Spatial Labour mobility in transition economies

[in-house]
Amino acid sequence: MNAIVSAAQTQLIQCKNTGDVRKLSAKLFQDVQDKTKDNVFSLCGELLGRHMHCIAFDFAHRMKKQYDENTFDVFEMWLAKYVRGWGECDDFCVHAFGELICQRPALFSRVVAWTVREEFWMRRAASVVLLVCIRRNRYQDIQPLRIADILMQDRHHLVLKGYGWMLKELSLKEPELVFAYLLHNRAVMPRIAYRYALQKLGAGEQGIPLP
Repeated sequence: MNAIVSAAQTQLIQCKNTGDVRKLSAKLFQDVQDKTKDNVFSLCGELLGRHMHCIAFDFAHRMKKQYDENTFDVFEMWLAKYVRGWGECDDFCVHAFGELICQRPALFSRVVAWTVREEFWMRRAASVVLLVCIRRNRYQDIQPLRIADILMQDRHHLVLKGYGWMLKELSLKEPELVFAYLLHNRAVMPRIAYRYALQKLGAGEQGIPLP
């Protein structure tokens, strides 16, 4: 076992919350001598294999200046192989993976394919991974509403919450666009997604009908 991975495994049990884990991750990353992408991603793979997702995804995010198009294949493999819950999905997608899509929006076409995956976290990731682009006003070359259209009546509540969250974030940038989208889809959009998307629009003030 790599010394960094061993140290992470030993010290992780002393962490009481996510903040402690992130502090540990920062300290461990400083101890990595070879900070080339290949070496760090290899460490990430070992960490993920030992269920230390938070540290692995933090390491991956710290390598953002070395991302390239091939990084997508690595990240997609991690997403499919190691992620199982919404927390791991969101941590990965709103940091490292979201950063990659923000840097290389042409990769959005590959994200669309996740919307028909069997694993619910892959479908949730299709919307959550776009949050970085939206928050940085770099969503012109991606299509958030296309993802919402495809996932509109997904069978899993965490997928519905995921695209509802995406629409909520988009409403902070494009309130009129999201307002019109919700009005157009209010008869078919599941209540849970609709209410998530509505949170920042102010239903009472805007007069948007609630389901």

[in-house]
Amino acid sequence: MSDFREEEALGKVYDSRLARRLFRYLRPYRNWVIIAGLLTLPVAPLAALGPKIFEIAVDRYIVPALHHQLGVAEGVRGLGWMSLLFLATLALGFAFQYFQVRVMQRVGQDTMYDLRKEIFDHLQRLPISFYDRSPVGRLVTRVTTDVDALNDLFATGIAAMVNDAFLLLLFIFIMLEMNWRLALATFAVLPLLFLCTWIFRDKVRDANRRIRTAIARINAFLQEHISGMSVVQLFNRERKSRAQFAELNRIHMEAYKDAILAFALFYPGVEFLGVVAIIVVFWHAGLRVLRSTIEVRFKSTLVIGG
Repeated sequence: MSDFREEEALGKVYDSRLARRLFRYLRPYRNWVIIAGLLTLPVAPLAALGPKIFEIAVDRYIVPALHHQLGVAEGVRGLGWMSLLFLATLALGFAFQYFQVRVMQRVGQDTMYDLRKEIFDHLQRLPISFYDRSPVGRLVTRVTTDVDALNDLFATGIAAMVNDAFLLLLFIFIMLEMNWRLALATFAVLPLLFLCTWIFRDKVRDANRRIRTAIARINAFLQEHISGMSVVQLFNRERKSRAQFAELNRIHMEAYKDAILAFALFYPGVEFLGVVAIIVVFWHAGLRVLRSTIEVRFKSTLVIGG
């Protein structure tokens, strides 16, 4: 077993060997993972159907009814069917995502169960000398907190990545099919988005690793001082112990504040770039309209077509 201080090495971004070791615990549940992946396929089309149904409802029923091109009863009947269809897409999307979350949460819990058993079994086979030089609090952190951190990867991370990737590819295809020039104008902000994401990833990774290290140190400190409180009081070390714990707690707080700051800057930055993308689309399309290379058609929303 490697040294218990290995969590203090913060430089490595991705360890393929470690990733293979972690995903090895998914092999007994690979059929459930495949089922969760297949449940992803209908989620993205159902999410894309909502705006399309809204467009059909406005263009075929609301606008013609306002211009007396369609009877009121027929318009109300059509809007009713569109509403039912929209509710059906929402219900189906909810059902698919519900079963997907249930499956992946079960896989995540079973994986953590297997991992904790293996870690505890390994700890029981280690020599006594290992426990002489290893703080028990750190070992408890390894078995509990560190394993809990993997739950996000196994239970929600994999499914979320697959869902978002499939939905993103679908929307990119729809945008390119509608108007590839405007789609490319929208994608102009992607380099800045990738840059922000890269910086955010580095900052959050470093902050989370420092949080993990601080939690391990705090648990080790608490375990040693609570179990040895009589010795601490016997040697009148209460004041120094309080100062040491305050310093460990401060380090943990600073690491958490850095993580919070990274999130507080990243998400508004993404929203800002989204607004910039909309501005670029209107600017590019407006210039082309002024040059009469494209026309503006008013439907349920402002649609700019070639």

Spatial mobility is widely recognised as an integral component of national development. According to transition theory, as countries modernise and become globally connected, the intensity, forms and patterns of mobility evolve, reshaping activity networks and human settlement. Mobility transitions commonly occur over extended timeframes but can also be triggered by rapid transformations in the national context. Many emerging economies have transitioned from a closed, centrally-planned economy with a socialist government to a globally integrated, market-driven system under military and democratic regimes. This has significantly transformed their space economy. This project aims to provide a comprehensive analysis of the evolution of labour mobility in developing economies by exploring connections between various forms and dimensions of mobility and the sequence of changes experienced by the country during its transition to a market-driven economy.

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